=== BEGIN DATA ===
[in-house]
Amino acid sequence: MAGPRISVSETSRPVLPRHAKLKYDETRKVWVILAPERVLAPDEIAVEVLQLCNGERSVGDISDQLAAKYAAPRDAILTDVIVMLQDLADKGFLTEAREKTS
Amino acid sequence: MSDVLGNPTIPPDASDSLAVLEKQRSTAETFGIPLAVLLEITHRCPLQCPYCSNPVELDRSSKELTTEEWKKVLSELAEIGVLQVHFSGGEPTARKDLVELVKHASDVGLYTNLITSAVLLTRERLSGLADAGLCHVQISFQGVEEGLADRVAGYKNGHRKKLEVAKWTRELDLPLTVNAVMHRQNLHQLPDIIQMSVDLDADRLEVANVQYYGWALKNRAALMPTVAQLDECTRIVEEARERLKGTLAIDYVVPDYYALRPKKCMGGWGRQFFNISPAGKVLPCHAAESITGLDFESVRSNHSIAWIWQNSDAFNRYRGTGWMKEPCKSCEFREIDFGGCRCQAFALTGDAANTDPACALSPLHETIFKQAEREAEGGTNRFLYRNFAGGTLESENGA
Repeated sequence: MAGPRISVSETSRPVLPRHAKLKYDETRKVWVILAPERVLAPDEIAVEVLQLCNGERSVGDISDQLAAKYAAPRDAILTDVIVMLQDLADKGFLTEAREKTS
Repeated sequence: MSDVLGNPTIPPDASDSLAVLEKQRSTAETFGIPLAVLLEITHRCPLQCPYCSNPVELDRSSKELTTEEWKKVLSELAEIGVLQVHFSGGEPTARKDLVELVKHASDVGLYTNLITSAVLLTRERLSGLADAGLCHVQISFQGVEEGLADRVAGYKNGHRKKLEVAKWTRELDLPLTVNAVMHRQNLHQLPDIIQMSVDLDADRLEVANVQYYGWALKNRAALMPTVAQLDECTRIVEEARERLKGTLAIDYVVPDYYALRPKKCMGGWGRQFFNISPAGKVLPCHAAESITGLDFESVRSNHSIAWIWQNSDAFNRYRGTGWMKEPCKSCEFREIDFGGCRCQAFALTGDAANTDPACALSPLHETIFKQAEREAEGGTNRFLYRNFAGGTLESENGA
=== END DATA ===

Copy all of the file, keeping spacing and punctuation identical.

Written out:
[in-house]
Amino acid sequence: MAGPRISVSETSRPVLPRHAKLKYDETRKVWVILAPERVLAPDEIAVEVLQLCNGERSVGDISDQLAAKYAAPRDAILTDVIVMLQDLADKGFLTEAREKTS
Amino acid sequence: MSDVLGNPTIPPDASDSLAVLEKQRSTAETFGIPLAVLLEITHRCPLQCPYCSNPVELDRSSKELTTEEWKKVLSELAEIGVLQVHFSGGEPTARKDLVELVKHASDVGLYTNLITSAVLLTRERLSGLADAGLCHVQISFQGVEEGLADRVAGYKNGHRKKLEVAKWTRELDLPLTVNAVMHRQNLHQLPDIIQMSVDLDADRLEVANVQYYGWALKNRAALMPTVAQLDECTRIVEEARERLKGTLAIDYVVPDYYALRPKKCMGGWGRQFFNISPAGKVLPCHAAESITGLDFESVRSNHSIAWIWQNSDAFNRYRGTGWMKEPCKSCEFREIDFGGCRCQAFALTGDAANTDPACALSPLHETIFKQAEREAEGGTNRFLYRNFAGGTLESENGA
Repeated sequence: MAGPRISVSETSRPVLPRHAKLKYDETRKVWVILAPERVLAPDEIAVEVLQLCNGERSVGDISDQLAAKYAAPRDAILTDVIVMLQDLADKGFLTEAREKTS
Repeated sequence: MSDVLGNPTIPPDASDSLAVLEKQRSTAETFGIPLAVLLEITHRCPLQCPYCSNPVELDRSSKELTTEEWKKVLSELAEIGVLQVHFSGGEPTARKDLVELVKHASDVGLYTNLITSAVLLTRERLSGLADAGLCHVQISFQGVEEGLADRVAGYKNGHRKKLEVAKWTRELDLPLTVNAVMHRQNLHQLPDIIQMSVDLDADRLEVANVQYYGWALKNRAALMPTVAQLDECTRIVEEARERLKGTLAIDYVVPDYYALRPKKCMGGWGRQFFNISPAGKVLPCHAAESITGLDFESVRSNHSIAWIWQNSDAFNRYRGTGWMKEPCKSCEFREIDFGGCRCQAFALTGDAANTDPACALSPLHETIFKQAEREAEGGTNRFLYRNFAGGTLESENGA